Emma Glass reads an excerpt from her debut novel, Peach, forthcoming from Bloomsbury in January.
Bloodletting. Let in blood. I’d give you mine but I’ve lost a lot too. I think back to Mr Custard’s class on blood components, I try to remember how long the human body takes to regenerate blood cells. I shut my eyes and see black and red and white spots and soon I’m zooming off on a red spot, a red cell, an erythrocyte, sailing, surfing on a red sea. Circling the pool. Skimming the shore, reaching with my arms stretched wide, touching the sides. Transparent. Apparently a plastic bag. Thick plastic. I steady myself on the cell, not losing speed. I suck my last breath in. Shut my eyes and. Sink. Into the thick. Viscous. Smooth. Like paint, like oil. Smells like metal in the rain. I sink, I slip through. Feet first and belly tucked to be thin. Through the tube, for inches, for minutes. Slip and drip. And drip. And drip. Through the skinny plastic straw penetrating your skin. Into your vein. I see my red-cell friend through to the end. Touch him with thanks for his help and his hope and say I hope to see you soon in the glow of Green’s cheeks and then he will have a kiss.
When I get back from my transfusion trip, Green’s eyes are open and his voice is lower than a grave and sounds like crunching gravel.
I hold both his hands. Sitting in the chair by his bed, I have to shift and shove my bulge out of the way to reach him. His arms are bandaged and he can’t stretch. My stomach is solid and sore but I don’t care. I bury my head deep in his blankets, try to burrow into him. He is softer than usual. Like a sapling, or a pile of wet leaves and soft sticks. He holds my hand but his grip has gone and I feel like I am holding and he is held. I don’t want to cry now. I want him to see me strong. I bring my head close to his. Peach, he says, slow and slurred. I’m here, I say. Try not to talk. I reach to touch his grey cheek.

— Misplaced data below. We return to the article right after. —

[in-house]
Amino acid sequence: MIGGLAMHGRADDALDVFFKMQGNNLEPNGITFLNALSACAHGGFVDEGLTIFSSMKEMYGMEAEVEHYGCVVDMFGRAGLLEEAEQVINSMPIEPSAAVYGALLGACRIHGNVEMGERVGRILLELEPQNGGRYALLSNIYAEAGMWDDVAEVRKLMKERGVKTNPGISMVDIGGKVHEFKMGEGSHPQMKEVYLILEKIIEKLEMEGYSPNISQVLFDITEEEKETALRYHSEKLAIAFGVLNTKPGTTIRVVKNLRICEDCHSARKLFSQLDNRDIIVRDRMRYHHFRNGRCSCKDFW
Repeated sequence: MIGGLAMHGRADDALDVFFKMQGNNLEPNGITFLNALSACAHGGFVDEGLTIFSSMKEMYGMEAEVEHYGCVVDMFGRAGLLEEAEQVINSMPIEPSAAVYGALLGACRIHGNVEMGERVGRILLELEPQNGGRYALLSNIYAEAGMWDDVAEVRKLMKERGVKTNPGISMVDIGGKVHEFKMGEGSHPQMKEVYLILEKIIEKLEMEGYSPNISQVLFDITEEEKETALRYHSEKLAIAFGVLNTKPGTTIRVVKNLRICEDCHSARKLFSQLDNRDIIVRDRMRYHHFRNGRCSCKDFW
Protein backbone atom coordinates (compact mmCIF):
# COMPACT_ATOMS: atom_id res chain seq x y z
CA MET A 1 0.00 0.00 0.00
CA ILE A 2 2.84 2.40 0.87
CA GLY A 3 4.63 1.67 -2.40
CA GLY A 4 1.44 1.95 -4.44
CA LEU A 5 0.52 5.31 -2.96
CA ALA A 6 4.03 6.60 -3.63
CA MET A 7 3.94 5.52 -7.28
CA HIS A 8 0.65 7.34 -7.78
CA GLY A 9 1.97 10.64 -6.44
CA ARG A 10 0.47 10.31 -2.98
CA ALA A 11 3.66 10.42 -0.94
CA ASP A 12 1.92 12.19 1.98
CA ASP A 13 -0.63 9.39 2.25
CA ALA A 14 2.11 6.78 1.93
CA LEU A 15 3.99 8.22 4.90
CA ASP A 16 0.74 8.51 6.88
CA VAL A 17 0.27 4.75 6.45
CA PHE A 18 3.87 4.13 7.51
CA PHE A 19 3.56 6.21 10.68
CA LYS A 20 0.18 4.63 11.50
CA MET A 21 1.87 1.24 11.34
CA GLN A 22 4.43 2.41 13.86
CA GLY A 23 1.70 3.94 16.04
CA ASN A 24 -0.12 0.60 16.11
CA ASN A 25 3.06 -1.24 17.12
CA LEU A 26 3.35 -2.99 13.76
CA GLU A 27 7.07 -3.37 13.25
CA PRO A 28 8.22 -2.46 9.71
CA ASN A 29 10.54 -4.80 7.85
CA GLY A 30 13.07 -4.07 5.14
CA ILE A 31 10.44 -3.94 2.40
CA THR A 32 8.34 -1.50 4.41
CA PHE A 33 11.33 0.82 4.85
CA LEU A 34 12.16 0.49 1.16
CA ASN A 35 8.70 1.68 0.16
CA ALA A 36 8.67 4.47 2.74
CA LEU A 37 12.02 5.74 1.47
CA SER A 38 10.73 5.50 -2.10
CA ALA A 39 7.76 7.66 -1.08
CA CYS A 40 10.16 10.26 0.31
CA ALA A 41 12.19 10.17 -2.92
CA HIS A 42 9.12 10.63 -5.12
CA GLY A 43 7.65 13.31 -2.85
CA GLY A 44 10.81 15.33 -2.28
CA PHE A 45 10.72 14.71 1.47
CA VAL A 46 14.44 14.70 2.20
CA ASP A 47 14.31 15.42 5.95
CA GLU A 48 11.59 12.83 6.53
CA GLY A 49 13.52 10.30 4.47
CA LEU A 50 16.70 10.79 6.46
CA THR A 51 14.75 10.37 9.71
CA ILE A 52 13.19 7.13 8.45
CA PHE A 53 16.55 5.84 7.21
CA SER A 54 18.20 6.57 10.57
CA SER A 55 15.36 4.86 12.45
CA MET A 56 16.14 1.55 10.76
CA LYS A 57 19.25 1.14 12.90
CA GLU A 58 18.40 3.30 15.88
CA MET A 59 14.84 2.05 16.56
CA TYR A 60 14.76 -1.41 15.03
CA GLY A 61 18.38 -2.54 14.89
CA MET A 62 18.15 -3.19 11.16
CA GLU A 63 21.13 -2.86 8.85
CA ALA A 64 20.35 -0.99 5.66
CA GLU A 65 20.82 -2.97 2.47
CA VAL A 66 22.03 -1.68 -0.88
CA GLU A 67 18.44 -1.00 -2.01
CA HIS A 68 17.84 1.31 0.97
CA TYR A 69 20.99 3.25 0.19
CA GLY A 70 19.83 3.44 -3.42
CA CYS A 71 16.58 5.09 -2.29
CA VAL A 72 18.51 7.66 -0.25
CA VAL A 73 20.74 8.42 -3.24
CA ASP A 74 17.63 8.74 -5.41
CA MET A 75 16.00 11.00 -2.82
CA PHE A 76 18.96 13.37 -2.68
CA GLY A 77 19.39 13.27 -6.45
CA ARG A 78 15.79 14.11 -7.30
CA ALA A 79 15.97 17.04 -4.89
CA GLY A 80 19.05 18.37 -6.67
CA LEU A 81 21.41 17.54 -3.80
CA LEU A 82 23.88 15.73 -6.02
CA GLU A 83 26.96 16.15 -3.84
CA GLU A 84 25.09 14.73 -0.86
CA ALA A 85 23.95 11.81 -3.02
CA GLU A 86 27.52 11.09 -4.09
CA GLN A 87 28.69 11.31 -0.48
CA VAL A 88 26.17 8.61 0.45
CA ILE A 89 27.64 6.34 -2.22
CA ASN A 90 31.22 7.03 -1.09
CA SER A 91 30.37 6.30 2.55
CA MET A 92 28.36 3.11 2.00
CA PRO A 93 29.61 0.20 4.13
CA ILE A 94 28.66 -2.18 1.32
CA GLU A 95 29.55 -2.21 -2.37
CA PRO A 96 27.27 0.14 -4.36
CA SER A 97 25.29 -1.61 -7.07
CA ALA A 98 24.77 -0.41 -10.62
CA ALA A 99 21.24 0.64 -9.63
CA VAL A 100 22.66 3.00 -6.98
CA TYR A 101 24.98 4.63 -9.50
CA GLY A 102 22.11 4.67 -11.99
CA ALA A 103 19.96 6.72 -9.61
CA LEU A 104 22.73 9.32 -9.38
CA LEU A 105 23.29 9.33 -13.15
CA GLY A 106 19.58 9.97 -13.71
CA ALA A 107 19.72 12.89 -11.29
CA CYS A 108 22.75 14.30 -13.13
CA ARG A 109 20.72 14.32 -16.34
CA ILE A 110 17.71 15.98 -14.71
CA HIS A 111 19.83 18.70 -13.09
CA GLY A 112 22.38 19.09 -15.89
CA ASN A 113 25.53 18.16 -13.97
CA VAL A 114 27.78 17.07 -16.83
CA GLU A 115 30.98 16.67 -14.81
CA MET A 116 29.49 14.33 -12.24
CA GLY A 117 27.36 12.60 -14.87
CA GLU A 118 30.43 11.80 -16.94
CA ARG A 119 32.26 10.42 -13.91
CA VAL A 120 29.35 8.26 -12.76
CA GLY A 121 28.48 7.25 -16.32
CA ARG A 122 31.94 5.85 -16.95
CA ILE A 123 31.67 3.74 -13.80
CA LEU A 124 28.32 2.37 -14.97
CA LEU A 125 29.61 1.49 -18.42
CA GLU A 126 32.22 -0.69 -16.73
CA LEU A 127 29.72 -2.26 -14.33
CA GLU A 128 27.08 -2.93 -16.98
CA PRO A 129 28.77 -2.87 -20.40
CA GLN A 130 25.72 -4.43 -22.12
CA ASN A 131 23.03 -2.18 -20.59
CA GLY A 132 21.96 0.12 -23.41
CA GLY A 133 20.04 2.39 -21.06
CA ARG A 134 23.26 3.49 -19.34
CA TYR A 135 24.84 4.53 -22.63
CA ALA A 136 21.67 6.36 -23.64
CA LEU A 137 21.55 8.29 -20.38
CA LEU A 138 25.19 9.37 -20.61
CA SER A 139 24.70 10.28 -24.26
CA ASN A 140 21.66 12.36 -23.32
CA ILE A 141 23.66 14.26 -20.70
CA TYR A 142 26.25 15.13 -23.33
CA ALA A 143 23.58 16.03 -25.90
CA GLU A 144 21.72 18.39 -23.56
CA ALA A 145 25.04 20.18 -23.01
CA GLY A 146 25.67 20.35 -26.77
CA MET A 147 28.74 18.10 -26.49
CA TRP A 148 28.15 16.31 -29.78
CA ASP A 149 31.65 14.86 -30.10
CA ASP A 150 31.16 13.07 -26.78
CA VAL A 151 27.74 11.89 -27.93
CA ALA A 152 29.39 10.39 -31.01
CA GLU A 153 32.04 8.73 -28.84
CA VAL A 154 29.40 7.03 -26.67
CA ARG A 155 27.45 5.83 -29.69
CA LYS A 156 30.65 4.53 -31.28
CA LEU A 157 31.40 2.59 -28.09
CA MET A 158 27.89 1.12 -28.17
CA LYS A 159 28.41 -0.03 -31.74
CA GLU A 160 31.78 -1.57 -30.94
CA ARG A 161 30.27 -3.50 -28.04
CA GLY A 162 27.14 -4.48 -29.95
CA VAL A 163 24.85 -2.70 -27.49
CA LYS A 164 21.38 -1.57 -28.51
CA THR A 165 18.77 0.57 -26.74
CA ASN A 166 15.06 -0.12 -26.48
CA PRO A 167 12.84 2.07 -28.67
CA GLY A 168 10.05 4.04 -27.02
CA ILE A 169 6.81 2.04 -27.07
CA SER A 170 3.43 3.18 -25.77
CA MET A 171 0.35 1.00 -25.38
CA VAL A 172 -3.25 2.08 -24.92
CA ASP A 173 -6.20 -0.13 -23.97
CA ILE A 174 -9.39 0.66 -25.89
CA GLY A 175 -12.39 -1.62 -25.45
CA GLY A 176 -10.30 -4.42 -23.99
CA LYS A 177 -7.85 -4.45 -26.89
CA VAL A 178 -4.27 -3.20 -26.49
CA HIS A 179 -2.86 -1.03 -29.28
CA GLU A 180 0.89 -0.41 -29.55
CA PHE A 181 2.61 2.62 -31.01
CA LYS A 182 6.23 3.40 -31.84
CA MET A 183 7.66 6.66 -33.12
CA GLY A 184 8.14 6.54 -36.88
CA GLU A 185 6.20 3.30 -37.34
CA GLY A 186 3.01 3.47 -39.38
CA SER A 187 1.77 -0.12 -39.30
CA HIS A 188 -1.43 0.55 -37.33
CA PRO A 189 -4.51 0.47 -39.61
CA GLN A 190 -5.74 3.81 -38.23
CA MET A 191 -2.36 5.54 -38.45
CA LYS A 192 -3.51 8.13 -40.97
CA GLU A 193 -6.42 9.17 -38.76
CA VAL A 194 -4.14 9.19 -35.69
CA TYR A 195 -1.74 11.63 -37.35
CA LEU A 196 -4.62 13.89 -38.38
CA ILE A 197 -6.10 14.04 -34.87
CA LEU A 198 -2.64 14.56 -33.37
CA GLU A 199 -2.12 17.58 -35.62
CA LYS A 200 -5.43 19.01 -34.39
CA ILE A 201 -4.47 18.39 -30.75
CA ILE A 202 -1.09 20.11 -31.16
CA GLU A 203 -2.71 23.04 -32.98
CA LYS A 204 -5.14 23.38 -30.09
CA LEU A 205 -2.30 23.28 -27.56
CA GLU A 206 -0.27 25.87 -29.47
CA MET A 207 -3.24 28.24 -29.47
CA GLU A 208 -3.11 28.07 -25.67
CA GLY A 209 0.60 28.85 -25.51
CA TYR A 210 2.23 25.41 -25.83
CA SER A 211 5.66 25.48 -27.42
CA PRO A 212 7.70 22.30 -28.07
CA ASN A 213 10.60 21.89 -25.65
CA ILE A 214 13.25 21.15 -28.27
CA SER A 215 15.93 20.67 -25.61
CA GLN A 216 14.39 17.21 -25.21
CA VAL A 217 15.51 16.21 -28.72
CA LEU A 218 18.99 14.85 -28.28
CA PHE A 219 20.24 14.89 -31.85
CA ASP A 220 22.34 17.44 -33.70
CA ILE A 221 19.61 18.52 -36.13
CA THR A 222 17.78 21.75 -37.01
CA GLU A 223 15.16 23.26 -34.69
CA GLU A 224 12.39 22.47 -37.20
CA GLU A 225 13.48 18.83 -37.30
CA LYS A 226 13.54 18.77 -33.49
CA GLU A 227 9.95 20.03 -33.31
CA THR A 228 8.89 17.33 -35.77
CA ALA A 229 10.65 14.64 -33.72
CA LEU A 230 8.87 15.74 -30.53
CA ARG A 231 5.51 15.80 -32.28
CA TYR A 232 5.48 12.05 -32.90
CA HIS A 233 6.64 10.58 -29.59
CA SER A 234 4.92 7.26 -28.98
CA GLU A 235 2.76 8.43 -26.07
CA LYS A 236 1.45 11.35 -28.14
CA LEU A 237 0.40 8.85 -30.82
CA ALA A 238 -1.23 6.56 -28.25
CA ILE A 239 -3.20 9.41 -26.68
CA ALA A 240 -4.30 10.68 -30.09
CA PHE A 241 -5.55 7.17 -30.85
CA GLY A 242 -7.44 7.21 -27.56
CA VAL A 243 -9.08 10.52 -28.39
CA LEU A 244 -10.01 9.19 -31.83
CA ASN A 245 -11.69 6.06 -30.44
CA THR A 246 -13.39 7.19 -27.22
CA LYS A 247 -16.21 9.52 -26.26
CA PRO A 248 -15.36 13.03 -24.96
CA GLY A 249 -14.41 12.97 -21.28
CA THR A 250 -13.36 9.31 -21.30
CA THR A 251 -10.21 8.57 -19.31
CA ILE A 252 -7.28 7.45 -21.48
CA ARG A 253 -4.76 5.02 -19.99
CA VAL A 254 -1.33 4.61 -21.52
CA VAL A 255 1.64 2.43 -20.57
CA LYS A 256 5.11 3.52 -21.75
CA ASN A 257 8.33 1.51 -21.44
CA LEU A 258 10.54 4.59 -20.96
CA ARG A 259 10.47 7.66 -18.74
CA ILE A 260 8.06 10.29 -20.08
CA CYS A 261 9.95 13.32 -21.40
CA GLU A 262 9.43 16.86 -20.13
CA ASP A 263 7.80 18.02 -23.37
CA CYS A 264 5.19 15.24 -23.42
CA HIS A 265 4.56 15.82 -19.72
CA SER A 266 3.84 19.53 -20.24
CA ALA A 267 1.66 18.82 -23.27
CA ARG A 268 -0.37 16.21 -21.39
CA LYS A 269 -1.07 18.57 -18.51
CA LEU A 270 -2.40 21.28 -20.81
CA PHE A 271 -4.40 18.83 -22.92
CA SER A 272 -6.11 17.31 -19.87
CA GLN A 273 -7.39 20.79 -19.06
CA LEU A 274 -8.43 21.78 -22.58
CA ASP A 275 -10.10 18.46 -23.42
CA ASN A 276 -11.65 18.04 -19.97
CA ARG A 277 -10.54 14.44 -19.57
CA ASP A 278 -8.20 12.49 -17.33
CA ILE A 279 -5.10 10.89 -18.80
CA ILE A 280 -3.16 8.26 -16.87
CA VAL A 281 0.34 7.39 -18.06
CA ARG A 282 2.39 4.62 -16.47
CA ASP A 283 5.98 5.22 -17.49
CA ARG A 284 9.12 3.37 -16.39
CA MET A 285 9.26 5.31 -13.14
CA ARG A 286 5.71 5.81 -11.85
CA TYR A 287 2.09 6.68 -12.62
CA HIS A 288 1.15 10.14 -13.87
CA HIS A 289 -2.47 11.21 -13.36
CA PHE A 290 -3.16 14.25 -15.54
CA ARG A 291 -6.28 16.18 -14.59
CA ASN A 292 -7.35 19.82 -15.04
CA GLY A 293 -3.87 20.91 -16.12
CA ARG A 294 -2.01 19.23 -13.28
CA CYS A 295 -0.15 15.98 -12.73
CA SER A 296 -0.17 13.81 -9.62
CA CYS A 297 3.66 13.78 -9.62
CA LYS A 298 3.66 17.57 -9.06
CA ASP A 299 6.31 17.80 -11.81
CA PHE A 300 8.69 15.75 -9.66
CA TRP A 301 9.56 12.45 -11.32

We stay silent and soft. Green falls back into a deep sleep. I am glad at this and loosen up a little. I relax my shoulders and bend slowly to place my face in his lap, but as I tilt my head I am startled to see someone slip into the room. Someone. Something. The room is lit by a single lamp, a single slip of light on Green’s face. The rest of the room is covered with sheets of shadow. I can’t see. I squint into the dark. My thoughts rush to the alley in the dark and his sickening slick shadow. I don’t want to think about him. I grip Green’s hands hard and then let go. Rage runs razors through my veins, rips them open, rips me open, shows red, screams red, I drip red rage on to crisp white sheets. How could he slip in here unnoticed? But then I remember his stealth. His sly sneaking, his sickening power. And I don’t have a weapon. I don’t have defence. I search the darkness for a needle, syringe, something. Nothing. All I have is fear, rage, dread and a halfdead boyfriend.
I am vibrating with tension and tiredness. I remain still, silent and staring. And then I see.
Silver silent spectres sail. Silent as they dance, slow and shy. Faces facing down to the floor. Moving in soft waves, silent, soft flourishes. Silvery silhouettes silhouetted by the glowing green lights of gory medical machinery. Glimmering, shivering like silver fishes in oily streams. Shy and silent, but subtly surveying. Seeing everything. Softly sashaying around the room. Seeing me sit, sigh, cry. Silently soothing me with their soft presence. I see now in the glowering light their slight movements, slipping new sheets on the bed, sliding off old bandages, winding new ones around wet wounds, twisting new fluid bags on to long plastic lifelines. All in swift silent motion. I strain my eyes to see clearly but they dance away into the darkness and I realise that I am half dumb half numb have been asleep and awake and two days have passed I have not stood or walked or talked until the doctor comes in and then I am automatic, nodding, smiling, picking up the phone and dialing Dad. Green is discharged.
Excerpted from Peach by Emma Glass. Copyright © Emma Glass, 2018. Used by permission of Bloomsbury Publishing. All rights reserved. No part of this excerpt may be reproduced or reprinted without permission in writing from the publisher.